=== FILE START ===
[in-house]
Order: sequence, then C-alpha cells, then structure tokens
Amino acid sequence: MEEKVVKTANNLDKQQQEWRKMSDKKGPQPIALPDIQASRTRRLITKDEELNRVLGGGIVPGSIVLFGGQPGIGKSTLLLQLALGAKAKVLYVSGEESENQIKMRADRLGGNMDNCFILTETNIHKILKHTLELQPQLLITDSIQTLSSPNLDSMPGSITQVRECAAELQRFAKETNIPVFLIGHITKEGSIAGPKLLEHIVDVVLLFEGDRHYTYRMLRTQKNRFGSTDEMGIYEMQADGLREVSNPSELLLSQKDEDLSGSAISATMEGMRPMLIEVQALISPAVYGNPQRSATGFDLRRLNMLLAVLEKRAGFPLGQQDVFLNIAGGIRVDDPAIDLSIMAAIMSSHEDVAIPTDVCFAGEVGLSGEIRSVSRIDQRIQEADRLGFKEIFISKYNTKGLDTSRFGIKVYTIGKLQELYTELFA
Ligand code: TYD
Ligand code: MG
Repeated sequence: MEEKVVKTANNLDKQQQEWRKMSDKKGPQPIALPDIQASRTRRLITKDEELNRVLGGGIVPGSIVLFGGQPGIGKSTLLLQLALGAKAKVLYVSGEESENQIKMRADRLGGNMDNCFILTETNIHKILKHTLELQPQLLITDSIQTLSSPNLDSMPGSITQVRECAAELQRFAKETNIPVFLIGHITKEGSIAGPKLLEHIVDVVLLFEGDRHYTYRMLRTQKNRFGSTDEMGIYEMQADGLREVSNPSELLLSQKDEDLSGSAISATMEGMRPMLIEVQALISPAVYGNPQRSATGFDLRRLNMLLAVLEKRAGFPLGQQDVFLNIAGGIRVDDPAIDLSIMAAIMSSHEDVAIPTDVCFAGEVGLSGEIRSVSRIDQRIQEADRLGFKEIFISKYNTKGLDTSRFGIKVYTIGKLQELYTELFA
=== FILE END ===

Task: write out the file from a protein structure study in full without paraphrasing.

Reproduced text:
[in-house]
Order: sequence, then C-alpha cells, then structure tokens
Amino acid sequence: MEEKVVKTANNLDKQQQEWRKMSDKKGPQPIALPDIQASRTRRLITKDEELNRVLGGGIVPGSIVLFGGQPGIGKSTLLLQLALGAKAKVLYVSGEESENQIKMRADRLGGNMDNCFILTETNIHKILKHTLELQPQLLITDSIQTLSSPNLDSMPGSITQVRECAAELQRFAKETNIPVFLIGHITKEGSIAGPKLLEHIVDVVLLFEGDRHYTYRMLRTQKNRFGSTDEMGIYEMQADGLREVSNPSELLLSQKDEDLSGSAISATMEGMRPMLIEVQALISPAVYGNPQRSATGFDLRRLNMLLAVLEKRAGFPLGQQDVFLNIAGGIRVDDPAIDLSIMAAIMSSHEDVAIPTDVCFAGEVGLSGEIRSVSRIDQRIQEADRLGFKEIFISKYNTKGLDTSRFGIKVYTIGKLQELYTELFA
Ligand code: TYD
Ligand code: MG
Repeated sequence: MEEKVVKTANNLDKQQQEWRKMSDKKGPQPIALPDIQASRTRRLITKDEELNRVLGGGIVPGSIVLFGGQPGIGKSTLLLQLALGAKAKVLYVSGEESENQIKMRADRLGGNMDNCFILTETNIHKILKHTLELQPQLLITDSIQTLSSPNLDSMPGSITQVRECAAELQRFAKETNIPVFLIGHITKEGSIAGPKLLEHIVDVVLLFEGDRHYTYRMLRTQKNRFGSTDEMGIYEMQADGLREVSNPSELLLSQKDEDLSGSAISATMEGMRPMLIEVQALISPAVYGNPQRSATGFDLRRLNMLLAVLEKRAGFPLGQQDVFLNIAGGIRVDDPAIDLSIMAAIMSSHEDVAIPTDVCFAGEVGLSGEIRSVSRIDQRIQEADRLGFKEIFISKYNTKGLDTSRFGIKVYTIGKLQELYTELFA